Traditional approaches to cost reduction are predominantly reactive and focused on “top slicing” across the organization. While these initiatives deliver tactical short-term results, they are not sustainable for three key reasons:

  • Focus on “big-ticket items” without understanding of cost, activity and output. It can seem easily to focus in on a key capex project, but the broader business may suffer while the cost cutters celebrate a temporary win.
  • Fragmented and inconsistent implementation. Often these programs avoid politically sensitive areas or projects guarded by a senior executive
  • Lack of visibility into results to measure effectiveness. It is imperative to link cost reduction programs to real, measurable EBITDA outcomes.

GEP favors initiatives that create both sustainable outcomes and structural cost advantage. Most firms can benefit from:

Budget to Pay

We believe that the source-to-pay (S2P) process framework is ready to extend its reach to budget-to-pay (B2P). We also believe that B2P will help procurement and finance jointly develop cost-control measures as opposed to just collaborating on P&L cost reduction impact.

By checking every request/requisition for budget availability prior to committing spend to external suppliers (imagine this for hundreds of thousands of requests), CFOs and CPOs can drive financial discipline and more aggressively and surgically separate good costs from bad costs.

Real Supply Chain Agility

Legacy ERPs contain critical data and involve massive investments that an enterprise cannot just throw out. Digital technologies, however, have broken the traditional supply chain – some for the better, some that are incredibly hard to integrate.

With a transformed and decentralized supply chain, data integrity is paramount to be useful. For most companies, data is impossible to manage in real time across legacy systems and plugged-in point solutions. Choose those technologies that give the widest visibility of activity with clean, accurate and synchronized data at the ready.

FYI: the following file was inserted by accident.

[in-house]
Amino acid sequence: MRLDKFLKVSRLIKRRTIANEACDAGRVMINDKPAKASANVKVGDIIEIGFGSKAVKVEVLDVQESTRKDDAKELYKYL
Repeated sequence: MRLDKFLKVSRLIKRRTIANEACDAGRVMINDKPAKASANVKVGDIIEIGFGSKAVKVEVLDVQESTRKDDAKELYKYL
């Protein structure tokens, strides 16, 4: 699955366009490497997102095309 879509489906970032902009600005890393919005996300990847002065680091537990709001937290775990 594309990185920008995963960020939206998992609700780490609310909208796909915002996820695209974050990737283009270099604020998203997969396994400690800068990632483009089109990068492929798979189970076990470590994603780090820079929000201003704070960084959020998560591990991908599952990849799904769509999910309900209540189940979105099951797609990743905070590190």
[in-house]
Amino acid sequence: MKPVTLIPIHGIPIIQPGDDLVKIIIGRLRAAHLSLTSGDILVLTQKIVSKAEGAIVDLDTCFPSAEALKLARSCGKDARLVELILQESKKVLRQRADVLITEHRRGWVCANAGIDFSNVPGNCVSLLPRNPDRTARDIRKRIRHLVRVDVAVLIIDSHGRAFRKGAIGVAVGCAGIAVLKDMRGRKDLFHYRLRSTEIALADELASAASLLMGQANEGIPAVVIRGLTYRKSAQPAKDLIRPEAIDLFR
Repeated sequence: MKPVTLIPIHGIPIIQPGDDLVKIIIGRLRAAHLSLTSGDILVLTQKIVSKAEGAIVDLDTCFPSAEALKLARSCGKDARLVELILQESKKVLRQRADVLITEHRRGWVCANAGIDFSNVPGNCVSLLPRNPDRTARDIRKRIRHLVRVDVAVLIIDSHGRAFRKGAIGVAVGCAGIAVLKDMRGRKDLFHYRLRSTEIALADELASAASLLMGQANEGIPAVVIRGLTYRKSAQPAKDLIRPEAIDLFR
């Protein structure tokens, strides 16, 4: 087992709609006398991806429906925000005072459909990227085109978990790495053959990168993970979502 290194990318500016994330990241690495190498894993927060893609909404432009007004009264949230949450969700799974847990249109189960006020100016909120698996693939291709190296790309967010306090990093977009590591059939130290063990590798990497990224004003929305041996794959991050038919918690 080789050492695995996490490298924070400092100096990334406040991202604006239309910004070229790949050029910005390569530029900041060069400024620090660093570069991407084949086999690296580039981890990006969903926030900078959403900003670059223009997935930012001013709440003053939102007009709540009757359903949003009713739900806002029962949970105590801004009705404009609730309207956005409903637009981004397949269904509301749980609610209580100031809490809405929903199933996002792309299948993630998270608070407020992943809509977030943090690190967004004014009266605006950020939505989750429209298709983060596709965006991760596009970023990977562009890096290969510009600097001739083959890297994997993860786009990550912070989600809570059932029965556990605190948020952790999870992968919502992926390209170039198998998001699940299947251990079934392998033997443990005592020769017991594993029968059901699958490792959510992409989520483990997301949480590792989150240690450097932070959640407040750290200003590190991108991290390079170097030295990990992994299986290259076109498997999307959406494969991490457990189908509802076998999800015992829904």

User-First, Intelligent Technology Instead of 5-year IT Roadmaps

Once data integrity is verifiably intact, you’ll want to evaluate technology that is built for the long term yet deployable in a lot less time than a custom consulting integration project. It should also be intelligent and easy for business users to easily work in. Can your demand for supply be sensed and alert your team as inventory demand inevitably escalates? Can you see all your inventory as it moves across your entire supply chain easily? Look for those cutting-edge functions that put real-time data in context that can save your company days of analysis – and jumpstarts procurement activity that keeps your now tighter budgets in line.

While positioning your company for the most sustainable and successful business outcome is the aim here, it’s important to not lose sight of the experience many are feeling coping with the rapid pace of a pandemic and its impact on the daily lives of your employees.

Our most human of emotions, fear, can’t be overlooked in this moment. Fear of the unknown. Fear of losing control. Fear of the end for those we care about.

Confronting the coronavirus as a business leader will take great courage. Leaders will need to put aside any reluctance to grapple with unknown factors and focus on real, helpful and protective actions for everyone.